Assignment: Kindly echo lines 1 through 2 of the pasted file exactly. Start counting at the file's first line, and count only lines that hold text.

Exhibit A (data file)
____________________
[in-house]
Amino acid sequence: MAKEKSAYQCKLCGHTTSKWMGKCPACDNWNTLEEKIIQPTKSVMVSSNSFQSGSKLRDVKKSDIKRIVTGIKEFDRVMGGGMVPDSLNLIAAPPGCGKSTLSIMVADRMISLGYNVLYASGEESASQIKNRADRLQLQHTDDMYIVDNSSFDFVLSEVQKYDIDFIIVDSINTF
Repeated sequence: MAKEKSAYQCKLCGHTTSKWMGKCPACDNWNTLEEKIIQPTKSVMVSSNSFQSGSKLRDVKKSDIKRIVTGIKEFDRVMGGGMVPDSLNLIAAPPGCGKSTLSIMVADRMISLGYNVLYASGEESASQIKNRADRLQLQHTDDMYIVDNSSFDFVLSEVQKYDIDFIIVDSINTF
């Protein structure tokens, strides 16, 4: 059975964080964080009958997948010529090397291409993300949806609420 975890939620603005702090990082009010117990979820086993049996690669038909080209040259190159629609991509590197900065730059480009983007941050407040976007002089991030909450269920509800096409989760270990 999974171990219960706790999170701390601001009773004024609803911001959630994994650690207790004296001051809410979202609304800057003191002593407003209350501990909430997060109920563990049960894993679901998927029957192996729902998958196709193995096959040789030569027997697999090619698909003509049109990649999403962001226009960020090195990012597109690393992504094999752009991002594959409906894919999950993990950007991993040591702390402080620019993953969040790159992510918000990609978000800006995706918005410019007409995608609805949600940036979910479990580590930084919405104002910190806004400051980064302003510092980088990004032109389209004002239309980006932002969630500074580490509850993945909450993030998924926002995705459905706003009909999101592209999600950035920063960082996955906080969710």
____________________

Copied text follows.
[in-house]
Amino acid sequence: MAKEKSAYQCKLCGHTTSKWMGKCPACDNWNTLEEKIIQPTKSVMVSSNSFQSGSKLRDVKKSDIKRIVTGIKEFDRVMGGGMVPDSLNLIAAPPGCGKSTLSIMVADRMISLGYNVLYASGEESASQIKNRADRLQLQHTDDMYIVDNSSFDFVLSEVQKYDIDFIIVDSINTF